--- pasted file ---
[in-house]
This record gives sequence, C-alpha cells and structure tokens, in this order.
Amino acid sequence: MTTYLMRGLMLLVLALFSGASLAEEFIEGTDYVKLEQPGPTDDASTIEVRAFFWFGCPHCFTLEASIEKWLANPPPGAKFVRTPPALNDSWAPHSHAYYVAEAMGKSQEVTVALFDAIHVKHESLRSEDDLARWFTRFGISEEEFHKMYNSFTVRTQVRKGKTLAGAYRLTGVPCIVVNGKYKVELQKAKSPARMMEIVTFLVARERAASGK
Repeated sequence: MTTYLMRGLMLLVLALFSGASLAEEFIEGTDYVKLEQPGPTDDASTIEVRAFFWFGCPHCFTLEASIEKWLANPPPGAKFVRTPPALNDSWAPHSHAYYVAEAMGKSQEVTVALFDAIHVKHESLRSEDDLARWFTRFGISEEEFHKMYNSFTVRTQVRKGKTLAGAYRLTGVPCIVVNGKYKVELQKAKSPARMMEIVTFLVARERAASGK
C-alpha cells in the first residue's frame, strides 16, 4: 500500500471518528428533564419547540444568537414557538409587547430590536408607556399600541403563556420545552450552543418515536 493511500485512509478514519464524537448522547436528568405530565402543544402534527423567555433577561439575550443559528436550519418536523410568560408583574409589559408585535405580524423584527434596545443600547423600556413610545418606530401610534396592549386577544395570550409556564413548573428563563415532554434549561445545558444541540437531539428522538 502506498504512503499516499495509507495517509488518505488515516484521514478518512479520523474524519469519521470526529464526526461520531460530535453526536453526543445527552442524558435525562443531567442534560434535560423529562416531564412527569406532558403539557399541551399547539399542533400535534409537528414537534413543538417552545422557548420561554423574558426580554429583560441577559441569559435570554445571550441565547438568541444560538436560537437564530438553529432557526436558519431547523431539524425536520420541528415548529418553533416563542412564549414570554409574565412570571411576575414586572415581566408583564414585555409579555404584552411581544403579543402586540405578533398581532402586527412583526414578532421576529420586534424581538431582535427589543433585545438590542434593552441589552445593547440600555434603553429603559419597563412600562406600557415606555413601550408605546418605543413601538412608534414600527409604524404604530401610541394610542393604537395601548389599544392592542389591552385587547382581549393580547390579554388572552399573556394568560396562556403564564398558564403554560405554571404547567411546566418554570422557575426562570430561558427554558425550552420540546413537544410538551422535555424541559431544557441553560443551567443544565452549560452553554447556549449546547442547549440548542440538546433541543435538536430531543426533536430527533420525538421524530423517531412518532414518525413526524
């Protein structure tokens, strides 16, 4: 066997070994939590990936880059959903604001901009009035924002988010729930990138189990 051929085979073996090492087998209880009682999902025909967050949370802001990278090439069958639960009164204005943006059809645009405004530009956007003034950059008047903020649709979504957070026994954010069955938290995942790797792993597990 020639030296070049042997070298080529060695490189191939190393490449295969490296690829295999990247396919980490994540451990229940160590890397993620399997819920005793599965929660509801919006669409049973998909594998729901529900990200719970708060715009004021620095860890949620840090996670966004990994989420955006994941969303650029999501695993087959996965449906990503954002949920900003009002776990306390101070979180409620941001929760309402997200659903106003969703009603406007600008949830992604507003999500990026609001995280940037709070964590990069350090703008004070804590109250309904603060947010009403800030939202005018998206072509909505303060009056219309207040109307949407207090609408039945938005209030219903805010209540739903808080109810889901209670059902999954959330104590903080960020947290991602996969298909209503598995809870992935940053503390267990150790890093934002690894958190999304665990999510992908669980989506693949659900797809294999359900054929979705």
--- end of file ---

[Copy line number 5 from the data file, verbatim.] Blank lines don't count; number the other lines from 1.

C-alpha cells in the first residue's frame, strides 16, 4: 500500500471518528428533564419547540444568537414557538409587547430590536408607556399600541403563556420545552450552543418515536 493511500485512509478514519464524537448522547436528568405530565402543544402534527423567555433577561439575550443559528436550519418536523410568560408583574409589559408585535405580524423584527434596545443600547423600556413610545418606530401610534396592549386577544395570550409556564413548573428563563415532554434549561445545558444541540437531539428522538 502506498504512503499516499495509507495517509488518505488515516484521514478518512479520523474524519469519521470526529464526526461520531460530535453526536453526543445527552442524558435525562443531567442534560434535560423529562416531564412527569406532558403539557399541551399547539399542533400535534409537528414537534413543538417552545422557548420561554423574558426580554429583560441577559441569559435570554445571550441565547438568541444560538436560537437564530438553529432557526436558519431547523431539524425536520420541528415548529418553533416563542412564549414570554409574565412570571411576575414586572415581566408583564414585555409579555404584552411581544403579543402586540405578533398581532402586527412583526414578532421576529420586534424581538431582535427589543433585545438590542434593552441589552445593547440600555434603553429603559419597563412600562406600557415606555413601550408605546418605543413601538412608534414600527409604524404604530401610541394610542393604537395601548389599544392592542389591552385587547382581549393580547390579554388572552399573556394568560396562556403564564398558564403554560405554571404547567411546566418554570422557575426562570430561558427554558425550552420540546413537544410538551422535555424541559431544557441553560443551567443544565452549560452553554447556549449546547442547549440548542440538546433541543435538536430531543426533536430527533420525538421524530423517531412518532414518525413526524